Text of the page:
New Legal Realism Conversations is excited to welcome our newest blogger, Professor Bernadette Atuahene! Bernadette’s work exemplifies the NLR ideal three-part combination of work on law, social science and policy. An attorney fully conversant with the formal law and legal theory, she also conducted field research and interviews in South Africa to examine the question of rights to land and land loss in South Africa. She used her knowledge of law and her empirical research to inform policy in ways that are right now having effects “on the ground” in South Africa. (And, moving even further to a “four-part” combination, she also helped to create a film that publicizes the South African situation). In her first blog post, Bernadette explains how her new legal realist combination of social science and law inspired her work:
New Legal Realism and Justice in South Africa
One goal of scholars who work under the umbrella of New Legal Realism (NLR) is to produce empirical scholarship that impacts policy while maintaining intellectual integrity. This is exactly what I have done with my work in South Africa. My new book, We Want What’s Ours: Learning from South Africa’s Land Restitution Program (Oxford University Press, 2014) is based on 150 interviews that I conducted with people who were robbed of their land rights by the colonial and apartheid governments and who received some type of compensation through the land restitution program. The book develops two concepts: Dignity takings and dignity restoration.
Millions of people all over the world have been displaced from their homes and property. Dispossessed individuals and communities often lose more than the physical structures they live in and their material belongings; they are also denied their dignity. These are dignity takings, and land dispossessions occurring in South Africa during colonialism and apartheid are quintessential examples. There have been numerous examples of dignity takings throughout the world, but South Africa stands apart because of its unique remedial efforts. The nation has attempted to move beyond the more common step of providing reparations (compensation for physical losses) to instead facilitating dignity restoration, which is a comprehensive remedy that seeks to restore property while also confronting the underlying dehumanization, infantilization, and political exclusion that enabled the injustice. Dignity restoration is the fusion of reparations with restorative justice. We Want What’s Ours provides a snapshot of South Africa’s successes and failures in achieving dignity restoration.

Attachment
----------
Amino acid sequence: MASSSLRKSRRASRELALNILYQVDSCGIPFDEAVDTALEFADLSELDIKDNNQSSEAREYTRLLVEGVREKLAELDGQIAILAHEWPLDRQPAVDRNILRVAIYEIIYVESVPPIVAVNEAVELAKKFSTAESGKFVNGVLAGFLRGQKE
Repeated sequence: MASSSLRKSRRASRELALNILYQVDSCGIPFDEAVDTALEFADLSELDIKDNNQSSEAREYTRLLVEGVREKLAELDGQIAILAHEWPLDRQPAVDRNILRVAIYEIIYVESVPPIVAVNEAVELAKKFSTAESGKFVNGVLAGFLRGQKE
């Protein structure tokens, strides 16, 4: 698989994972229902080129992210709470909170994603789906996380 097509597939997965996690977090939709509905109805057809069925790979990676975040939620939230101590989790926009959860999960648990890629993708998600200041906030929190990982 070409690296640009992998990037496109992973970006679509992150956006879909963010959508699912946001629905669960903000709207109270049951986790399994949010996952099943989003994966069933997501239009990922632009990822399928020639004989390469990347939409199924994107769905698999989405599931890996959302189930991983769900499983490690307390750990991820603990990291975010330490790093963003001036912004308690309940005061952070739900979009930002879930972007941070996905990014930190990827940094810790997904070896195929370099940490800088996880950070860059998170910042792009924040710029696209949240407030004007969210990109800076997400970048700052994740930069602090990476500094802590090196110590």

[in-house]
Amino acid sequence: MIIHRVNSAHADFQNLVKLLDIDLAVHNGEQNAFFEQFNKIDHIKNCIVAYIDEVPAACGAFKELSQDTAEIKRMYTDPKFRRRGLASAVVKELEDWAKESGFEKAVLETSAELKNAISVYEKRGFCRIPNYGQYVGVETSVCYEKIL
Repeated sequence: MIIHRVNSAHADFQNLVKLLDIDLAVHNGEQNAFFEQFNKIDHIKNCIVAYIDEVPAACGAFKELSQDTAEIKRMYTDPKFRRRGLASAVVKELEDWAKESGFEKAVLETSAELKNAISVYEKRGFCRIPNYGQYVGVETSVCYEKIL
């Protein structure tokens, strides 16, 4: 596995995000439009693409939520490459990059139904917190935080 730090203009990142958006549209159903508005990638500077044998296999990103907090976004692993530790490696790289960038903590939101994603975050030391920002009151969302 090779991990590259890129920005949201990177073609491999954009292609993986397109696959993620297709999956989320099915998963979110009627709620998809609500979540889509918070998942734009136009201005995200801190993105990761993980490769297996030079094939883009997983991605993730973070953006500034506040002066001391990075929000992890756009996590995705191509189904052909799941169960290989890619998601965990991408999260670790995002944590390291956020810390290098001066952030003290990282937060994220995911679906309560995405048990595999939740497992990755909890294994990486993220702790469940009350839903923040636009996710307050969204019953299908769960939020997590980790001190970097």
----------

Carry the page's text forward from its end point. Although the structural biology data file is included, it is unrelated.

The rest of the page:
Most importantly, as this clip from the Johannesburg book launch shows, the Deputy Land Claims Commissioner announced that the Commission has adopted 90% of the book’s recommendations: ttps://youtu.be/fjGBhQkhTVw This is the sweet spot for NLR scholars: carefully collected data having a positive impact on policy and the lives of the most vulnerable among us. This outcome was no coincidence. It involved years of building a strong relationship with the leaders of the institution I studied (the Land Claims Commission) and taking time to find out how I could collect data on topics of immediate concern to them while also collecting data on theoretically important topics.
While NLR scholars produce scholarship that uses data to help us understand the most complicated social issues of our day, our goals do not stop there. We also ideally take measures to ensure our work is disseminated widely. The NY Times, LA Times and several other newspapers have published my op-eds about the book. We Want What’s Ours has also received extensive TV, radio and print coverage in the US and South Africa. With colleagues, I also created a nonprofit called Documentaries to Inspire Social Change (www.discwebsite.org), which produced an 18 min. documentary about one South African family’s fight to regain their land stolen by apartheid authorities. While books reach a wider audience than academic articles, film is the way to reach and educate larger groups of people.
The book, documentary film, op-eds and TV as well as radio appearances ensure that knowledge about land dispossession in South Africa is not trapped in the ivory tower, but instead reaches outside of university spaces to the broader population. This is what NLR scholarship is all about.
For more about the book: wewantwhatsours.com